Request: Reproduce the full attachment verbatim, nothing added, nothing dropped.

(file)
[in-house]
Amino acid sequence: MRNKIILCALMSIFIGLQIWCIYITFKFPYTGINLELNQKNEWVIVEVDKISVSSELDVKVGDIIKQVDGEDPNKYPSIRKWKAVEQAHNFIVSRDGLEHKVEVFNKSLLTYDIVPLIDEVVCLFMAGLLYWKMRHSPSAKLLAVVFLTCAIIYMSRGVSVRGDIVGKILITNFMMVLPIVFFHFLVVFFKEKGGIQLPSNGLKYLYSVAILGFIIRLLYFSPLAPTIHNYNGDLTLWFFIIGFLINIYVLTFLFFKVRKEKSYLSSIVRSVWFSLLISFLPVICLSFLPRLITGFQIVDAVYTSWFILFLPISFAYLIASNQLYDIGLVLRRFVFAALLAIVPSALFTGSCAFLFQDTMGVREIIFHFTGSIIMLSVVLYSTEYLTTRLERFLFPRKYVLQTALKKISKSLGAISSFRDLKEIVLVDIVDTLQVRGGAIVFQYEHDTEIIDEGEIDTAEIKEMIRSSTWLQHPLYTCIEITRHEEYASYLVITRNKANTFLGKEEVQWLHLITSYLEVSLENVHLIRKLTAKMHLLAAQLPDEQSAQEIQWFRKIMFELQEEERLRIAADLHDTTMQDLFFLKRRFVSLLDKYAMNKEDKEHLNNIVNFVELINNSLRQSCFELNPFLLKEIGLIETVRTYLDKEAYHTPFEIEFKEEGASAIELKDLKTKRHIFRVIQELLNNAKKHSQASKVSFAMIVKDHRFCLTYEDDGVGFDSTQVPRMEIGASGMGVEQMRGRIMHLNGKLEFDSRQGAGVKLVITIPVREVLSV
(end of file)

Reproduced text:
[in-house]
Amino acid sequence: MRNKIILCALMSIFIGLQIWCIYITFKFPYTGINLELNQKNEWVIVEVDKISVSSELDVKVGDIIKQVDGEDPNKYPSIRKWKAVEQAHNFIVSRDGLEHKVEVFNKSLLTYDIVPLIDEVVCLFMAGLLYWKMRHSPSAKLLAVVFLTCAIIYMSRGVSVRGDIVGKILITNFMMVLPIVFFHFLVVFFKEKGGIQLPSNGLKYLYSVAILGFIIRLLYFSPLAPTIHNYNGDLTLWFFIIGFLINIYVLTFLFFKVRKEKSYLSSIVRSVWFSLLISFLPVICLSFLPRLITGFQIVDAVYTSWFILFLPISFAYLIASNQLYDIGLVLRRFVFAALLAIVPSALFTGSCAFLFQDTMGVREIIFHFTGSIIMLSVVLYSTEYLTTRLERFLFPRKYVLQTALKKISKSLGAISSFRDLKEIVLVDIVDTLQVRGGAIVFQYEHDTEIIDEGEIDTAEIKEMIRSSTWLQHPLYTCIEITRHEEYASYLVITRNKANTFLGKEEVQWLHLITSYLEVSLENVHLIRKLTAKMHLLAAQLPDEQSAQEIQWFRKIMFELQEEERLRIAADLHDTTMQDLFFLKRRFVSLLDKYAMNKEDKEHLNNIVNFVELINNSLRQSCFELNPFLLKEIGLIETVRTYLDKEAYHTPFEIEFKEEGASAIELKDLKTKRHIFRVIQELLNNAKKHSQASKVSFAMIVKDHRFCLTYEDDGVGFDSTQVPRMEIGASGMGVEQMRGRIMHLNGKLEFDSRQGAGVKLVITIPVREVLSV